action. I have seen systems that use the @ to classify something that generates 
an E_WARNING as non-critical for example, where an E_WARNING without the @ 
causes someone to get paged.

And it is documented on the set_error_handler() page. It says:

  error_reporting() settings will have no effect and your error handler 
  will be called regardless - however you are still able to read the 
  current value of error_reporting and act appropriately. Of particular
  note is that this value will be 0 if the statement that caused the
  error was prepended by the @ error-control operator.

The point of a custom error handler is to override the default PHP error 
handling behaviour. By default PHP ignores errors from calls preceded by @, but 
since you are writing your own you should have the power to override any and all 
such defaults. If you choose to treat @-preceded errors like any other error, 
that's fine.

This really isn't going to change.
 [2012-04-17 00:36 UTC] chealer at gmail dot com
You write:
If you choose to treat @-preceded errors like any other error, that's fine.

Yet http://ca3.php.net/manual/en/language.operators.errorcontrol.php says a custom error handler should call error_reporting().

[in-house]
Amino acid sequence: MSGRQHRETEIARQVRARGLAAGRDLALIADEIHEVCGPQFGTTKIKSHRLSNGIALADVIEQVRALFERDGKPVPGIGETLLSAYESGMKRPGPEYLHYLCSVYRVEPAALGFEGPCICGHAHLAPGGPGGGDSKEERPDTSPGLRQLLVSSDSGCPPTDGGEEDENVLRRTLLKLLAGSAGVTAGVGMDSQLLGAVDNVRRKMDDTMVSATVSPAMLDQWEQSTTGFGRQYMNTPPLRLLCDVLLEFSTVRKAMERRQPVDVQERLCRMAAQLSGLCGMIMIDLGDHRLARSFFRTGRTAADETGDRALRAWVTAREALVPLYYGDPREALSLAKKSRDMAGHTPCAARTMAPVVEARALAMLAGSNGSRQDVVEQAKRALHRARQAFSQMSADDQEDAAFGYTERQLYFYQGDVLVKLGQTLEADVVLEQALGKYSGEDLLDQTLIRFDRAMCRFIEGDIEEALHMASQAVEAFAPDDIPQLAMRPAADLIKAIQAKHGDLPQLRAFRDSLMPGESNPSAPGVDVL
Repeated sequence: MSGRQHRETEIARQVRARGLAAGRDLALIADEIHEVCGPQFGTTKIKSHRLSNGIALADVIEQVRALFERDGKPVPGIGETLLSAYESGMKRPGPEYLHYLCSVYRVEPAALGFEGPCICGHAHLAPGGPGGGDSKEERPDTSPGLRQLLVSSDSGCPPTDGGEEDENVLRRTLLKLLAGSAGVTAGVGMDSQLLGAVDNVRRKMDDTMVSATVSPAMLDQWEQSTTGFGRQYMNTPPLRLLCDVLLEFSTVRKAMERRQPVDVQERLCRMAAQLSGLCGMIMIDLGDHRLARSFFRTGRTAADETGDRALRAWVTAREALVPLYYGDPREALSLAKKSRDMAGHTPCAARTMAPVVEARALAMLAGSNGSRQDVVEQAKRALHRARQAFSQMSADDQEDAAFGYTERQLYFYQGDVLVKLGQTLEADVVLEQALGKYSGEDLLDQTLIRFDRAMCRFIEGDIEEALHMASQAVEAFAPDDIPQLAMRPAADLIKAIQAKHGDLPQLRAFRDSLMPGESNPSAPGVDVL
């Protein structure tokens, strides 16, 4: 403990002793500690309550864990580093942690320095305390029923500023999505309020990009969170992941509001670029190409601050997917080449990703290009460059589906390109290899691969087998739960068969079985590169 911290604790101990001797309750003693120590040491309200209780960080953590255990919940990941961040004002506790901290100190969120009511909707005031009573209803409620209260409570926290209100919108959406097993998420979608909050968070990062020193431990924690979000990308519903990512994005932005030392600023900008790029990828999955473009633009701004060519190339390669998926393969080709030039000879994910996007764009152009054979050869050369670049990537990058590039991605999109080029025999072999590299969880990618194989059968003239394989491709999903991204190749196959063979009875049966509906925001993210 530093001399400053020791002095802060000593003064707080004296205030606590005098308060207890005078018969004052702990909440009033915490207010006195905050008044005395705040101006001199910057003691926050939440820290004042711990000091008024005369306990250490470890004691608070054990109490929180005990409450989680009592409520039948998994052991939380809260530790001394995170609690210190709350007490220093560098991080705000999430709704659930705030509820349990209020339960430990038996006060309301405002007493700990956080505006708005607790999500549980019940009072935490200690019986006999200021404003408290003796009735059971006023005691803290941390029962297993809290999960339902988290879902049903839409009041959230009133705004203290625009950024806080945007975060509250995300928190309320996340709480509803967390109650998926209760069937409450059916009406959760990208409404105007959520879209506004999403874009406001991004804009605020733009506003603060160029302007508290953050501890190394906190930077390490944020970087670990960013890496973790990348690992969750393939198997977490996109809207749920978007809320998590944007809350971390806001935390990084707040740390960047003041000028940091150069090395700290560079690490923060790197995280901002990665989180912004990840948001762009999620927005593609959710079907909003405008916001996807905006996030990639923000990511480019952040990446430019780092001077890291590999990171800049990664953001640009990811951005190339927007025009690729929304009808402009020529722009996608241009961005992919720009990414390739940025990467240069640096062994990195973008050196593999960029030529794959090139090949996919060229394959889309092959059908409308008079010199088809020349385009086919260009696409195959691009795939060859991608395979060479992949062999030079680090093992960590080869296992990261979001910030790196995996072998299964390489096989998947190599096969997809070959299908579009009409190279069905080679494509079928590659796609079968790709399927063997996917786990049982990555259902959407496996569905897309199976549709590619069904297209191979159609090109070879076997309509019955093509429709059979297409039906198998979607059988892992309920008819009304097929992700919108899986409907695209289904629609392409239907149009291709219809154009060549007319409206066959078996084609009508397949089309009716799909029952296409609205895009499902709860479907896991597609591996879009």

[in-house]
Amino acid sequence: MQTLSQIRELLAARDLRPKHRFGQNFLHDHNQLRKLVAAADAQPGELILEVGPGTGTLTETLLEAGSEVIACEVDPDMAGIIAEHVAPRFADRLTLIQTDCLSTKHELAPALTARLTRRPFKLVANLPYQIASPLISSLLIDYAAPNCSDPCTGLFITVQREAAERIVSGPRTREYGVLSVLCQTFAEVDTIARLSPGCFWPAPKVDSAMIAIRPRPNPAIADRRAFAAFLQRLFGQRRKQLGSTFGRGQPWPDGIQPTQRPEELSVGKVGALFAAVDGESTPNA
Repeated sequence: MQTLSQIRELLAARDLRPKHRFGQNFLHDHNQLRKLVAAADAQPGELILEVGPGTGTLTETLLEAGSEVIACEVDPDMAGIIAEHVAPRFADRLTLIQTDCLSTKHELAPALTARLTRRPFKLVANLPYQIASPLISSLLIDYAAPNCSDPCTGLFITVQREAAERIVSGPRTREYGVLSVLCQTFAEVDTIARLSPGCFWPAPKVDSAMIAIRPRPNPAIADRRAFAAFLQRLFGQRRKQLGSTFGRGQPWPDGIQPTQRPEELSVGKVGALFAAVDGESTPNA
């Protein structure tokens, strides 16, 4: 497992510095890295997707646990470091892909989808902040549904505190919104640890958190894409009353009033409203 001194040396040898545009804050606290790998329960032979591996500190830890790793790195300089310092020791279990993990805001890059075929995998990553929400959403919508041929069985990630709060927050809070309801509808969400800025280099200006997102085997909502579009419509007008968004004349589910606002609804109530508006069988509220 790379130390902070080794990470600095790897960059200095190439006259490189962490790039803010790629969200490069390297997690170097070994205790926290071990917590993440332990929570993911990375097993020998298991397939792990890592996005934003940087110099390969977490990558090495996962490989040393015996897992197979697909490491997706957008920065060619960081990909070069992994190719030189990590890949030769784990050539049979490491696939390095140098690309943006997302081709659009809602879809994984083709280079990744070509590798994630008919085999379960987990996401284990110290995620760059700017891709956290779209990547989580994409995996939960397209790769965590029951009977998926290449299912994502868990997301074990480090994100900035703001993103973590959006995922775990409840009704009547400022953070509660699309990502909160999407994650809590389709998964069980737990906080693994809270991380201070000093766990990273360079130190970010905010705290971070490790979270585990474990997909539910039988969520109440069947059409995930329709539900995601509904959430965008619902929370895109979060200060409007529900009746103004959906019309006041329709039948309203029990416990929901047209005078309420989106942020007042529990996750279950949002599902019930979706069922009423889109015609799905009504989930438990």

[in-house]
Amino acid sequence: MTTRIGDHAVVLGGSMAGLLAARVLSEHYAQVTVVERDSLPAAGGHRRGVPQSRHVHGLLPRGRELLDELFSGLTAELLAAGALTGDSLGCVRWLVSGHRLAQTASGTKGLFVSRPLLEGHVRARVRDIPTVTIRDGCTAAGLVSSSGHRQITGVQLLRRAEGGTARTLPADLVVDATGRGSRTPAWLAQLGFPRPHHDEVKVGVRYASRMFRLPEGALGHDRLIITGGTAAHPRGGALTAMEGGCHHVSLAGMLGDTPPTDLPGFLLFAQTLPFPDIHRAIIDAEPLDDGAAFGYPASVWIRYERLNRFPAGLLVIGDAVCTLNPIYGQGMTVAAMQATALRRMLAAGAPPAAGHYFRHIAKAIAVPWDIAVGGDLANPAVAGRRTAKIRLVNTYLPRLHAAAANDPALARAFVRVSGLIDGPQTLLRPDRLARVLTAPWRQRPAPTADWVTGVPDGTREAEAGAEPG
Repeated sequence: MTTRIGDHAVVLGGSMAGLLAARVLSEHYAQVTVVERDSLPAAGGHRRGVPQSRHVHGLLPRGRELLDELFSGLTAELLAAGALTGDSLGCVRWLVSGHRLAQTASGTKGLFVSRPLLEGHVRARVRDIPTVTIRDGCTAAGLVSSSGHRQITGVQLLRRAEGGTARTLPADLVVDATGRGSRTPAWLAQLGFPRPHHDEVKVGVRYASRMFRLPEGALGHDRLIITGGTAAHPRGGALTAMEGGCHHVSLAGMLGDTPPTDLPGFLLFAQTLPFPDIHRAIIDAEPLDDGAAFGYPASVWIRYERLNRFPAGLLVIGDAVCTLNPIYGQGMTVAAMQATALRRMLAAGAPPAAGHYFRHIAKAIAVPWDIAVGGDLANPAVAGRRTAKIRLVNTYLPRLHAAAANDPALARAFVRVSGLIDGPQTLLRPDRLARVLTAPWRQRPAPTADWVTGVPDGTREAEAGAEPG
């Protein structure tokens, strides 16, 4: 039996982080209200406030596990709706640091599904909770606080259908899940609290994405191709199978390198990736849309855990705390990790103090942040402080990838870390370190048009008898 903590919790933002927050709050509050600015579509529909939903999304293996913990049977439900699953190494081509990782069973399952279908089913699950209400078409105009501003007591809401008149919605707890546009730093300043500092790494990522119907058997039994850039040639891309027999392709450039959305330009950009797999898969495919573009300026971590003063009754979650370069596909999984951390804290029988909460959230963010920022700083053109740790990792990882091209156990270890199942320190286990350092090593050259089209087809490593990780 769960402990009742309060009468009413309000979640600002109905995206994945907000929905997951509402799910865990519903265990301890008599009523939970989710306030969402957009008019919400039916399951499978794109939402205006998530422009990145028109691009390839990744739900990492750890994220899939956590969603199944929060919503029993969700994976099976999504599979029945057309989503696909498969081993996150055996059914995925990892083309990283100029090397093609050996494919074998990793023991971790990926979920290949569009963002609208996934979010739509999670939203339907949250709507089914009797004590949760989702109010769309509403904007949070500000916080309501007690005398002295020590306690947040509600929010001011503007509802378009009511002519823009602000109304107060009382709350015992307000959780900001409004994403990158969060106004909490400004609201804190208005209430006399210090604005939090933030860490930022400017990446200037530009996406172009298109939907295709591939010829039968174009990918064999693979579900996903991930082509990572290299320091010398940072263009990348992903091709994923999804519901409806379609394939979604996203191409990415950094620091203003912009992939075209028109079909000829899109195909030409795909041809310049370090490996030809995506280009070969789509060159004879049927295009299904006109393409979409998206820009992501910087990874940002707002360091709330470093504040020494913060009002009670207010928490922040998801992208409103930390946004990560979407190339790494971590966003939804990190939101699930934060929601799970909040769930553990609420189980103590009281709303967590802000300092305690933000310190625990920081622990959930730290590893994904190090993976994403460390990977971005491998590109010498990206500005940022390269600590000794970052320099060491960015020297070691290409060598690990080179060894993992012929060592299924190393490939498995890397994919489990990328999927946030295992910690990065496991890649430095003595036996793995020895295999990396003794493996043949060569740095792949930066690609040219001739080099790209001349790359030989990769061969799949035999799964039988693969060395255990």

So why should a custom error handler which chooses to treat @-preceded errors like any other error call error_reporting()?

You write:
By default PHP ignores errors from calls preceded by @, but since you are writing your own you should have the power to override any and all such defaults.

I'm not sure I would say that custom error handlers *should* have the power to override error suppression, but I certainly understand that it can be useful. In any case, offering that flexibility doesn't have to make it more complicated to write a simple custom handler. set_error_handler() could simply have an argument to control whether the callback is called even on normally suppressed errors.
 [2012-04-17 00:59 UTC] rasmus@php.net
Right, it says "should" not "must". If you choose to not treat @ differently, 
then you obviously don't need to call error_reporting() from your handler.
 [2012-04-17 01:40 UTC] chealer at gmail dot com
Right. So, the documentation is saying custom error handlers should treat suppressed errors differently. You are saying it is fine not to do that.
I think your version is right.
 [2012-04-17 02:00 UTC] rasmus@php.net
No, I think a custom error handler should make good use of the silence operator. 
There are all kinds of interesting things you can do with it. But yes, if you 
want to ignore it entirely, that is fine too.
 [2012-04-17 02:06 UTC] chealer at gmail dot com
No what? It's not fine not to treat suppressed errors differently?
 [2012-04-18 03:35 UTC] anon at anon dot anon
What a lot of fuss about nothing.